Misadventures In Miscellany

A Blog About the Beautiful, the Eclectic & the Just Plain Weird.

Alice on Wednesday! Tokyo Rose Part 2: The Japanese Concept Store

 
On the last day of my travels in Japan, I jumped on a train from Kyoto Station to the nearby city of Osaka (a 30 minute train ride) not knowing what to expect. Reality was setting in: I was going back home and most of my travel companions were already homeward bound so I needed to feel like I was still ‘travelling’ just a little bit longer before my flight that evening. 

My guidebook pointed out a cool shopping district a stones throw from Shinsaibashi Station that goes by the name of  ‘Amerikamura’, or American Village. The district has been in existence since the 1970s, initiated by the large amount of US clothing and general Americana memorabilia imported for the expats based there (hence the name). It has been referred to as the ‘Harajuku’ of Kyoto due to the large alternative scene based here, where fashionable teenagers flock to in order to show off their latest outfits. Signs outside various stores advertise ‘Gothic Lolita Fashion’.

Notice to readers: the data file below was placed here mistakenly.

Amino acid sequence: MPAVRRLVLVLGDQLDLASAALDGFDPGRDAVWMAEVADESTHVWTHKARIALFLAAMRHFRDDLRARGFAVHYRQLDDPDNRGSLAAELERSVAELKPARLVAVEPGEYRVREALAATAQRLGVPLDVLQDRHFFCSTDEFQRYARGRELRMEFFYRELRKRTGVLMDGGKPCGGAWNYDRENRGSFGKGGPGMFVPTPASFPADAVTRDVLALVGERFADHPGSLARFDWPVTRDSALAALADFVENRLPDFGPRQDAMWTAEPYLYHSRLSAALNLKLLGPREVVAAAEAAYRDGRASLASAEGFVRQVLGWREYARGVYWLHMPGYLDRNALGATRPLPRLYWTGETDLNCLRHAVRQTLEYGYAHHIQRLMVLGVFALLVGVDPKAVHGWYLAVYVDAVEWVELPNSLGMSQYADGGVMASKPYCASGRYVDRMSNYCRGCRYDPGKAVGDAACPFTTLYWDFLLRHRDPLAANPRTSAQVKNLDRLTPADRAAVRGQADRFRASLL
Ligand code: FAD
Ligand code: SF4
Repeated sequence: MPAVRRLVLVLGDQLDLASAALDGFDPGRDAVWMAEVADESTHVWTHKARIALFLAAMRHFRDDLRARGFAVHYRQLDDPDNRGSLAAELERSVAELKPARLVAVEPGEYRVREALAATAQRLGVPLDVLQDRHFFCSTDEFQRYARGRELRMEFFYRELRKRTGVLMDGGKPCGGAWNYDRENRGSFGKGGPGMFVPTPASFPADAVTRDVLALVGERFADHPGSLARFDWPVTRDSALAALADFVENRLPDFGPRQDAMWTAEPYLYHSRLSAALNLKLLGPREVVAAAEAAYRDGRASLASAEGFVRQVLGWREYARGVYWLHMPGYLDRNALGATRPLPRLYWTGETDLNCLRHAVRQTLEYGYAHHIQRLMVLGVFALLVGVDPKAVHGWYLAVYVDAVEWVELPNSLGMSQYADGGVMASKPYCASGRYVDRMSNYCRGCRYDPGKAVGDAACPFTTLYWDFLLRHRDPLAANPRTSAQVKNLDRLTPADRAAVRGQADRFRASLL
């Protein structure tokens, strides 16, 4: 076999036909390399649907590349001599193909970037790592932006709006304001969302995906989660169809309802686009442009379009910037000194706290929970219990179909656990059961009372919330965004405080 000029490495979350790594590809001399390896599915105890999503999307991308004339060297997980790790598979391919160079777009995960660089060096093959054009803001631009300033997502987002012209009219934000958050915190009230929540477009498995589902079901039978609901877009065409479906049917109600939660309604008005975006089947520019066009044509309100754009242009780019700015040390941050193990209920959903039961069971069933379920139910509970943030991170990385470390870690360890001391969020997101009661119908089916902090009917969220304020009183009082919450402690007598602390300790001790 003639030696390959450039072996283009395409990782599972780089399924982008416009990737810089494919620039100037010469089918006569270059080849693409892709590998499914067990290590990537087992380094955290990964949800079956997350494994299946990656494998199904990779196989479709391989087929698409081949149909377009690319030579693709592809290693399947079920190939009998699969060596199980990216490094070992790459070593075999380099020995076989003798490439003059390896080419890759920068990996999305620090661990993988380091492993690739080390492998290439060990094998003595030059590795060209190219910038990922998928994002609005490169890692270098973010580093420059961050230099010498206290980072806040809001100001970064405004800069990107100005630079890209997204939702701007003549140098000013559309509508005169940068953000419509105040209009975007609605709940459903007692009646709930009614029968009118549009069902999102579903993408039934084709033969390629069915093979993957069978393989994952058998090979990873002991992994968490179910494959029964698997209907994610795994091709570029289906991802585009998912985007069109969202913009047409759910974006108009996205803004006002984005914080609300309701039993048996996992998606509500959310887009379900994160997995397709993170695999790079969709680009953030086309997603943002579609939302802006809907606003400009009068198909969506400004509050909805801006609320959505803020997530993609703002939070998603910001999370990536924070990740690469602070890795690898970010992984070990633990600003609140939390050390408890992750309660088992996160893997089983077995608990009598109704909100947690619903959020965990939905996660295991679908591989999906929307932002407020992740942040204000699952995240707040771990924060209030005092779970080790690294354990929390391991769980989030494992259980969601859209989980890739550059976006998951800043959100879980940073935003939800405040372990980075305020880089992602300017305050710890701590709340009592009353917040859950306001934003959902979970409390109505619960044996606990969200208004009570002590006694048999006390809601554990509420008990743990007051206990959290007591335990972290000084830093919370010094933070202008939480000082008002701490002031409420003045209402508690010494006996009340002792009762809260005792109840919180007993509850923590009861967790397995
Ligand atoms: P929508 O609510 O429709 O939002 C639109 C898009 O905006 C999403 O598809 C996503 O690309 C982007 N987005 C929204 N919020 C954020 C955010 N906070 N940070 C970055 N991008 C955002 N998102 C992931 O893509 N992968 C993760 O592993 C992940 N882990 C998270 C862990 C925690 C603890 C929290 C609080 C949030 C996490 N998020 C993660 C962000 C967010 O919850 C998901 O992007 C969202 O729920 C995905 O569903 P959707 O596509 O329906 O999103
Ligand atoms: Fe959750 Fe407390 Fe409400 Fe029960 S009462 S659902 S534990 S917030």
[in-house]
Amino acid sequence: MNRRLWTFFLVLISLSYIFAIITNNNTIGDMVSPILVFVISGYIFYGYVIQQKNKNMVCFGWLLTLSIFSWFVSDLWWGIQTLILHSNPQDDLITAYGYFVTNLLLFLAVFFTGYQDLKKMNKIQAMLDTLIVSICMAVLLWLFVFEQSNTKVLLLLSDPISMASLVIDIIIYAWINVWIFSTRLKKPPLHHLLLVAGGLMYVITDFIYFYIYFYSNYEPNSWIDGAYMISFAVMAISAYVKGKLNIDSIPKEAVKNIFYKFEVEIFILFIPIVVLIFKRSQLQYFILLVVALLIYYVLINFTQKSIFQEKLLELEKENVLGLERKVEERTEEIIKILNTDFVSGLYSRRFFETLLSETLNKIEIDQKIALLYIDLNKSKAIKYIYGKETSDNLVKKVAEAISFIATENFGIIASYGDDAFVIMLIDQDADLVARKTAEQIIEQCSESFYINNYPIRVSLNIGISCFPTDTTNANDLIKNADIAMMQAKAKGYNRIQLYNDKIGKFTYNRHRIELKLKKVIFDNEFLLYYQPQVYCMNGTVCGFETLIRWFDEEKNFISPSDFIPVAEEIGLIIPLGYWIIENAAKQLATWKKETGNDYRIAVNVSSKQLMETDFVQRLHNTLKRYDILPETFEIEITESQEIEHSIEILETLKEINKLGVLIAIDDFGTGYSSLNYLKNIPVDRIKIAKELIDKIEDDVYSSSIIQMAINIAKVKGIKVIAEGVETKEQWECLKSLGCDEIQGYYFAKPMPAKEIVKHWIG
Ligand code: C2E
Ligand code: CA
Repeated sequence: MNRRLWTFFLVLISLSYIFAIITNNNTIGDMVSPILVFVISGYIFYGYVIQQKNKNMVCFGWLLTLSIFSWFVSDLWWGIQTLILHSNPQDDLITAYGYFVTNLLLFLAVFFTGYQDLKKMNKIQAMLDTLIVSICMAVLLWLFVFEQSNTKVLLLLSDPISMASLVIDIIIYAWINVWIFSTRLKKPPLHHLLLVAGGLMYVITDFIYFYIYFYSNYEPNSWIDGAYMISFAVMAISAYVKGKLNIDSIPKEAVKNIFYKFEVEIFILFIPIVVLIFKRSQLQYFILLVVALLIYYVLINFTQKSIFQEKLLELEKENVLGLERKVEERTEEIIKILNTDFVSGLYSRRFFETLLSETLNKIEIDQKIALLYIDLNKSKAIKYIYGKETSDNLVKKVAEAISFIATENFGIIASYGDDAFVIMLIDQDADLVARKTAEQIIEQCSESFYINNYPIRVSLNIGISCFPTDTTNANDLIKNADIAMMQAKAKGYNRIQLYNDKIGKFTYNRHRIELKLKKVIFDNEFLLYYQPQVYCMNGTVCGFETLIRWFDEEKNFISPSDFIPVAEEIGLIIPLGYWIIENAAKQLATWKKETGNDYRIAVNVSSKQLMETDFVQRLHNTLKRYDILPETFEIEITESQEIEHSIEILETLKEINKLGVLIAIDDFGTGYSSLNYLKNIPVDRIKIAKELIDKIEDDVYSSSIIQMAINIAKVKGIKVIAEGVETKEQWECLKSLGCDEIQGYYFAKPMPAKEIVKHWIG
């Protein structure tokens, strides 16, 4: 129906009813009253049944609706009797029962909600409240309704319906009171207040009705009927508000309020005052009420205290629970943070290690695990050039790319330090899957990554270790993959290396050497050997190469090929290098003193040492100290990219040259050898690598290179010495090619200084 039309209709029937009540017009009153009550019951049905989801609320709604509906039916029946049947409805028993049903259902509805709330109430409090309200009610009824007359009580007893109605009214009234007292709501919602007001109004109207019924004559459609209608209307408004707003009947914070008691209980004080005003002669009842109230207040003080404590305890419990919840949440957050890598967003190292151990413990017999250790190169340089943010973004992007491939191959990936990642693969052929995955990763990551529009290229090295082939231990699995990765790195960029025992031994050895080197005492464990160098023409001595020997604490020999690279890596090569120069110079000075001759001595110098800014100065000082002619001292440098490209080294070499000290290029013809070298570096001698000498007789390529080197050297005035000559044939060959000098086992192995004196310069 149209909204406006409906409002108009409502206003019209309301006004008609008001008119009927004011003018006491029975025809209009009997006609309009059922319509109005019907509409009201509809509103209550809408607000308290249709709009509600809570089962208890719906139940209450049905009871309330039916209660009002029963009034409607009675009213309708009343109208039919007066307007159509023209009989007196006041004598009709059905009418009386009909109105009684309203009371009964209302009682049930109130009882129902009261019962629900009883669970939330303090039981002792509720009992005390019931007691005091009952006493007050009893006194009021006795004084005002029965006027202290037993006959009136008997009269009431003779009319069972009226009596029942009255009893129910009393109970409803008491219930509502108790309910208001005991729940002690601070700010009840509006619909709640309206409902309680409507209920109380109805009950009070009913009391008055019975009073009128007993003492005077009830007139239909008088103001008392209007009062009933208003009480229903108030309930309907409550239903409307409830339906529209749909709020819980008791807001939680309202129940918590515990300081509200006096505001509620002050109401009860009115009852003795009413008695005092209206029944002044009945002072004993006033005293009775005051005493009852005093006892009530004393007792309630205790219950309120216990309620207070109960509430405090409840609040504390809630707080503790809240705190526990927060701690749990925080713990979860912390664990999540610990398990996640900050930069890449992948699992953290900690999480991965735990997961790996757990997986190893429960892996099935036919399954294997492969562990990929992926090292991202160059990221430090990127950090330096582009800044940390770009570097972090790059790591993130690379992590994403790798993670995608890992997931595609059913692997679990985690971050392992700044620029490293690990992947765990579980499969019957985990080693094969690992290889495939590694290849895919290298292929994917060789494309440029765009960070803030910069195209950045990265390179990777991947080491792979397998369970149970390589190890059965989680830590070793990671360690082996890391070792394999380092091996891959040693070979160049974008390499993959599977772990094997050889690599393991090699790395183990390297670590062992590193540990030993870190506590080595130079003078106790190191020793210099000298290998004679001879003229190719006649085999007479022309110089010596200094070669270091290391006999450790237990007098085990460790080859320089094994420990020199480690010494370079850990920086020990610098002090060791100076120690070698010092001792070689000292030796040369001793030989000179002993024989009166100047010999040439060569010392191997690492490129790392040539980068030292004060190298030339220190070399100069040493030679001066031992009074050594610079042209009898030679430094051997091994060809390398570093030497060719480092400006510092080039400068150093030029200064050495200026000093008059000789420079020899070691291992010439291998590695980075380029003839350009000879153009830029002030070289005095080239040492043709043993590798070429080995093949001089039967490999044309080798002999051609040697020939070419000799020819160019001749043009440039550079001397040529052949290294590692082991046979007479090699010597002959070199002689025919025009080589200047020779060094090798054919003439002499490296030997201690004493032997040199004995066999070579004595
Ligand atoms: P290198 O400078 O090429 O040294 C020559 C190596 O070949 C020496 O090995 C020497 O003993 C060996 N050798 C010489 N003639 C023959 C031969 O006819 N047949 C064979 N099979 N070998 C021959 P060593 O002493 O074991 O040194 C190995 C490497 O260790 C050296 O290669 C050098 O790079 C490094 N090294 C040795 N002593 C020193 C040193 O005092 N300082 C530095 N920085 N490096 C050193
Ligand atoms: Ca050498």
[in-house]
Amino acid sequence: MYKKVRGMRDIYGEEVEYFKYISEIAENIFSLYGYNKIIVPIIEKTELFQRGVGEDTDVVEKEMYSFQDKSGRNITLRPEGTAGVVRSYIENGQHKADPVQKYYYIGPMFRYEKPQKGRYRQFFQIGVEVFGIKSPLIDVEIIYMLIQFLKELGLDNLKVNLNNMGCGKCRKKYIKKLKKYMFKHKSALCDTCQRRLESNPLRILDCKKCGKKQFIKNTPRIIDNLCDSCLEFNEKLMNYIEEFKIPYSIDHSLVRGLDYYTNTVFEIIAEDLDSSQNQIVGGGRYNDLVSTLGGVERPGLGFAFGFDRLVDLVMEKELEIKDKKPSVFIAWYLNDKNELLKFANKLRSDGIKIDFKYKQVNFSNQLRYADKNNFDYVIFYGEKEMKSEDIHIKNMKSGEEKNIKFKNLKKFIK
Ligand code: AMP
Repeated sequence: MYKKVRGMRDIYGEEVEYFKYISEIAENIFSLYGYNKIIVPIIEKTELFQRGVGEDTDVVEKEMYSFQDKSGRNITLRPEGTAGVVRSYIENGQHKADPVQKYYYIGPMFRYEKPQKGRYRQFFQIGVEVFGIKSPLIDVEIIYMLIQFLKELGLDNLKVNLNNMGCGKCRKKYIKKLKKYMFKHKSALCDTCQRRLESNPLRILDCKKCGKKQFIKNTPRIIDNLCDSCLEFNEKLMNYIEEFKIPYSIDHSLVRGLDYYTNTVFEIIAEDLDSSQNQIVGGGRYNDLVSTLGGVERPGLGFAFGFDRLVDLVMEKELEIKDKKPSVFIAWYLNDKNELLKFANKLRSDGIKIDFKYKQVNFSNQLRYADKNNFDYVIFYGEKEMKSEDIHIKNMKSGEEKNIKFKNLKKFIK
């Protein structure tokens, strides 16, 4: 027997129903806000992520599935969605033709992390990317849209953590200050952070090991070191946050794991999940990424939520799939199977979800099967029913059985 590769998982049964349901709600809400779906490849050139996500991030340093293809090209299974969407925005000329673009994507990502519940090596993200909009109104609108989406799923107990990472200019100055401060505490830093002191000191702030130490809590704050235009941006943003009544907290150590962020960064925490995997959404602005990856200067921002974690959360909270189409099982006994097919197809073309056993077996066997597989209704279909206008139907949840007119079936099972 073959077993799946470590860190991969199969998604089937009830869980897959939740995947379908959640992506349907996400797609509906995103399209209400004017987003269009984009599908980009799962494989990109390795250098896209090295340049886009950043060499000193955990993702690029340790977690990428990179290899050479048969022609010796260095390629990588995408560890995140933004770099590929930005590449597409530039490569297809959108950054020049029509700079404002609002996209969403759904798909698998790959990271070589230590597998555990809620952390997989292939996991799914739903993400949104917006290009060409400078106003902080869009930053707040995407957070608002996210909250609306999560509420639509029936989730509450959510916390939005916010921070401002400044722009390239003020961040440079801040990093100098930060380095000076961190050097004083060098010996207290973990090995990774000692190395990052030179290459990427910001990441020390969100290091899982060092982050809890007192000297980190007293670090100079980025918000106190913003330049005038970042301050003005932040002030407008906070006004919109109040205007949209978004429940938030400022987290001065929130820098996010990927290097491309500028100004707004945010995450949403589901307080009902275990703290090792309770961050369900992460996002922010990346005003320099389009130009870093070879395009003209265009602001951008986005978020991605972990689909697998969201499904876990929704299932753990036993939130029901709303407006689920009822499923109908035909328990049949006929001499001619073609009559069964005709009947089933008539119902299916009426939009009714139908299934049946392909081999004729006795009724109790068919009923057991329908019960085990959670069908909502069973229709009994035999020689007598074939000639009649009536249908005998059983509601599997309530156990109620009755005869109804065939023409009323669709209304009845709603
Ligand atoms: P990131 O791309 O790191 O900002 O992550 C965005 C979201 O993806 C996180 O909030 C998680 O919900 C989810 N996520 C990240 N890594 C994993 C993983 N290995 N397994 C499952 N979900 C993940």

‘What is Gothic Lolita Fashion’, you may be wondering? Well, it is a particular style which basically involves wearing the frilliest, girliest dresses you can possible think of. And in predominantly black. Think Gothic Japanese Little Bo Peep or Little Red Riding Hood. Lace, bows, frills and more frills, this is clothing originating from the Victorian Era, but with an cooler edge to it. There is nothing seedy about it, the look originated from women simply not wanting feel like they have to wear skimpy clothes in order to attract the opposite sex. And because it’s fun to wear. The clothing is very modest (petticoats are essential garb) and most of the girls wearing look like they’ve escaped from a Disney Film.